School Overcrowding 

A simple term, but it appears to mean different things in different parts of Montgomery County. In fact, it sure seems like the only school construction projects being approved by MCPS are in Bethesda. Folks in Bethesda are so attuned to school overcrowding that they’re asking MCPS to renovate Walter Johnson HS for the second time in less than a decade. And MCPS seems all too willing to oblige. Meanwhile, the most overcapacity high school in the county – Northwood – hasn’t been renovated or rebuilt since 1956. It’s here in Silver Spring. Nobody is saying a word about that. Go figure.

MCBOE At War With Pretty Much Everyone

Today’s Bethesda Magazine brings us the story of the Montgomery County Board of Education being at war with . . . well, pretty much everyone, over the construction of a new Bethesda-Chevy Chase cluster middle school. On the one side, you have the Board and the MCPS bureaucracy, and on the other, a list including County Councilmembers Marc Elrich and Craig Rice, Planning Board chair Casey Anderson, the Planning Department’s staff, and residents near the proposed school.

MCPS says the new school is sorely needed to address overcrowding at Westland Middle School, the only existing middle school in the B-CC High School cluster. Building the school would also allow sixth graders currently attending area elementary schools to move on to middle schools.

But residents near the Kensington park, where a site selection committee twice recommended the school be built, have fought the project. After one neighborhood group’s legal challenge of the site selection failed, a different group of neighbors have complained in the last few months that the four-story school design isn’t safe and shouldn’t be built on the relatively small 13-acre park site.

MCPS officials have also sparred with Montgomery County Planning Department staff over the design of the school, which will be built on a hilly site that will require multiple retaining walls. Planners expressed concerns about the location of an entranceway to the site and whether too many trees will be taken down to make way for the project.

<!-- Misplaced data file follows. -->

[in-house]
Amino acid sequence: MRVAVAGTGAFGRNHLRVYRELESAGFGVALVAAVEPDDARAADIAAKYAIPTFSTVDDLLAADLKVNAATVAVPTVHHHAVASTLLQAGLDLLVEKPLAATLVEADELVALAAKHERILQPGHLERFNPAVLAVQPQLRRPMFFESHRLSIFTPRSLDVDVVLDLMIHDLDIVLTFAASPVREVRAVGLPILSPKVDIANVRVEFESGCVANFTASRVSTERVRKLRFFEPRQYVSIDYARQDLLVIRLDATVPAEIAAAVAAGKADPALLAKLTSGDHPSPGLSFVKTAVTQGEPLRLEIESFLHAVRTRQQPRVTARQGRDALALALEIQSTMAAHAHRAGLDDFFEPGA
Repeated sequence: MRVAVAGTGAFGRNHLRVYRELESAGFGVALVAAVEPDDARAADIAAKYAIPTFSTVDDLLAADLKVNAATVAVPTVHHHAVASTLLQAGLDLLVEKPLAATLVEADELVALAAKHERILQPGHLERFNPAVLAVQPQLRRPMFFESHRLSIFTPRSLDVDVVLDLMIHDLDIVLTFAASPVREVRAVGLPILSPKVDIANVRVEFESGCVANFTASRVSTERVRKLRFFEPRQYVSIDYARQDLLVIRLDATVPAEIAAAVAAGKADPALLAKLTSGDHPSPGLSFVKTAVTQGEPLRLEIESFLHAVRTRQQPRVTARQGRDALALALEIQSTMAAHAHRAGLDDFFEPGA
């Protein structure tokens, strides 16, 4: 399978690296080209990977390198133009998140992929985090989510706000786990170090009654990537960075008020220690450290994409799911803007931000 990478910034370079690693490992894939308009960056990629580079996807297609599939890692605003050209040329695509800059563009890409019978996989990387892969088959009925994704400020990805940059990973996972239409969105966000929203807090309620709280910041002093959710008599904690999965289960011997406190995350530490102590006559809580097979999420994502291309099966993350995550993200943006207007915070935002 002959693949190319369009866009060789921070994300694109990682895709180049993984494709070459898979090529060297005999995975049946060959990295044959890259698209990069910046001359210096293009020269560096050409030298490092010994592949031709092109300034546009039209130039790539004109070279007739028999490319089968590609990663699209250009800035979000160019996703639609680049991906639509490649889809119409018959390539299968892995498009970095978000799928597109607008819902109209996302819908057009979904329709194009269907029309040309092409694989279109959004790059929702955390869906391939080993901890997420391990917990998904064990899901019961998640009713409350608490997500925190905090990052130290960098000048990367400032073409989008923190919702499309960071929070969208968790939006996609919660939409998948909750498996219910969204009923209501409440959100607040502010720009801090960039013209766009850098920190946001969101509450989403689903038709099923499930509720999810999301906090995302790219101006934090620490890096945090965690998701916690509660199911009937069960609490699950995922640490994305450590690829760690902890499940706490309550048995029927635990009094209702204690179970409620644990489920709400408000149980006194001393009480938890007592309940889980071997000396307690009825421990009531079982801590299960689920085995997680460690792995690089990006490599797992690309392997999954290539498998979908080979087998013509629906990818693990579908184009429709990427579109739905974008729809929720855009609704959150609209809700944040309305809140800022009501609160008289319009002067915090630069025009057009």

In July, Planning Board Commissioner Casey Anderson and council Education Committee Chairman Craig Rice wrote in a letter to the BOE that “the final design is disappointing” and the design process “didn’t serve the public or our respective agencies very well.”

Board President Pat O’Neill fired right back on Monday, accusing Anderson of having skipped a meeting with Interim Superintendent Larry Bowers – in April.

Board President Patricia O’Neill shot back Monday with a letter to Anderson and Rice in which she questioned why Anderson didn’t show up to an April meeting arranged by MCPS Interim Superintendent Larry Bowers to discuss the issue.

“I understand from Mr. Bowers that he worked with all parties to establish a time to meet on April 28, 2014, but when it came time to meet, Mr. Anderson did not attend the meeting,” O’Neill wrote. “This was an important meeting on an important project, and in retrospect it would have been good for Mr. Anderson to have attended this meeting, as Mr. Bowers had requested.”

Ooooookay. Sort of a “and you’re a big jerky jerk, so there” kind of response. A side note: as anyone familiar with the county’s development process can tell you, when the Planning Department staff opposes your site plan, it’s gotta be pretty damn bad. They approve just about ANYTHING.

Predictably, MCPS officials claimed to have no idea what the problem is. Pause. OK, I’ll just leave that right there.

Andrew Zuckerman, MCPS chief operating officer, told the board Thursday that he was “mystified” by some of the complaints from other agencies and “some of the email chatter that you’ve heard.”

And of course the “we’re way too far down the road to stop now” argument. Always a favorite.

James Song, MCPS director of facilities management, said Montgomery Parks has never formally presented North Chevy Chase Park as an option for the school site and that starting the feasibility study and design phase over would take three years.

MCPS has also spent $2.5 million on architecture and design work for the Rock Creek Hills Park site that could not be recouped, Song said.
The earliest the school system would be able to open a B-CC Cluster middle school on a different site would be the 2021-2022 school year, board member Phil Kauffman said.

Both of these claims are highly doubtful. Moving a school from one location to another does not take three years. And the architectural and design work can be utilized at another site as well. And just a reminder: I previously reported that Walter Johnson HS is looking for an expansion, the design work was just commissioned this year, and MCPS is rushing to get the work done to include it in this year’s CIP. So I call bullshit on the “we can’t do anything for six years” argument.

And of course there’s the predictable NIMBY cow patty being flung around.

Rafe Peterson, a PTA representative for Rosemary Hills Elementary School, criticized neighbors arguing against the design.